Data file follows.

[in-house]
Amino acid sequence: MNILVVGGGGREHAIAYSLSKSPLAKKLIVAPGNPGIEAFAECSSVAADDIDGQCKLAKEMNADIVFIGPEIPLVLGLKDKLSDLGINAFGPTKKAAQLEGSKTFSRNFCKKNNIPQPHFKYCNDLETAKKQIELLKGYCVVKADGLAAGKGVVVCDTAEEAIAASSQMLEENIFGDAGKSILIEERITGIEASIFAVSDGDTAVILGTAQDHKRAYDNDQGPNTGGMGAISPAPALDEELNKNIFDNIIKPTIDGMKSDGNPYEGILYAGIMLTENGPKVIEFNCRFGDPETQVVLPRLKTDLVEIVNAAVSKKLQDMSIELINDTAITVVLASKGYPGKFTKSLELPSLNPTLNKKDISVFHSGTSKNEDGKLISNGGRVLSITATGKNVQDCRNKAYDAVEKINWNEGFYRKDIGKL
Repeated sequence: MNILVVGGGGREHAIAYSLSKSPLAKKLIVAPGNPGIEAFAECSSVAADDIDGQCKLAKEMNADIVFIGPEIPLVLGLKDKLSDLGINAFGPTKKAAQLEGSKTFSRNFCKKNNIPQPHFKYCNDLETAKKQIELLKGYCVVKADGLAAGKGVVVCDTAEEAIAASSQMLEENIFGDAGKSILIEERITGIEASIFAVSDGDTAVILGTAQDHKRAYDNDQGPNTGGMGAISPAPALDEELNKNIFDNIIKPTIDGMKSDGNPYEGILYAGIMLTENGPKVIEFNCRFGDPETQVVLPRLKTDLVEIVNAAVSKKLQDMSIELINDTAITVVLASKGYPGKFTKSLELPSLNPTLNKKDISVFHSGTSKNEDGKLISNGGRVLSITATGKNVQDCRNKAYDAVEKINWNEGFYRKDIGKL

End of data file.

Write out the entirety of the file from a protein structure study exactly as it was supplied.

[in-house]
Amino acid sequence: MNILVVGGGGREHAIAYSLSKSPLAKKLIVAPGNPGIEAFAECSSVAADDIDGQCKLAKEMNADIVFIGPEIPLVLGLKDKLSDLGINAFGPTKKAAQLEGSKTFSRNFCKKNNIPQPHFKYCNDLETAKKQIELLKGYCVVKADGLAAGKGVVVCDTAEEAIAASSQMLEENIFGDAGKSILIEERITGIEASIFAVSDGDTAVILGTAQDHKRAYDNDQGPNTGGMGAISPAPALDEELNKNIFDNIIKPTIDGMKSDGNPYEGILYAGIMLTENGPKVIEFNCRFGDPETQVVLPRLKTDLVEIVNAAVSKKLQDMSIELINDTAITVVLASKGYPGKFTKSLELPSLNPTLNKKDISVFHSGTSKNEDGKLISNGGRVLSITATGKNVQDCRNKAYDAVEKINWNEGFYRKDIGKL
Repeated sequence: MNILVVGGGGREHAIAYSLSKSPLAKKLIVAPGNPGIEAFAECSSVAADDIDGQCKLAKEMNADIVFIGPEIPLVLGLKDKLSDLGINAFGPTKKAAQLEGSKTFSRNFCKKNNIPQPHFKYCNDLETAKKQIELLKGYCVVKADGLAAGKGVVVCDTAEEAIAASSQMLEENIFGDAGKSILIEERITGIEASIFAVSDGDTAVILGTAQDHKRAYDNDQGPNTGGMGAISPAPALDEELNKNIFDNIIKPTIDGMKSDGNPYEGILYAGIMLTENGPKVIEFNCRFGDPETQVVLPRLKTDLVEIVNAAVSKKLQDMSIELINDTAITVVLASKGYPGKFTKSLELPSLNPTLNKKDISVFHSGTSKNEDGKLISNGGRVLSITATGKNVQDCRNKAYDAVEKINWNEGFYRKDIGKL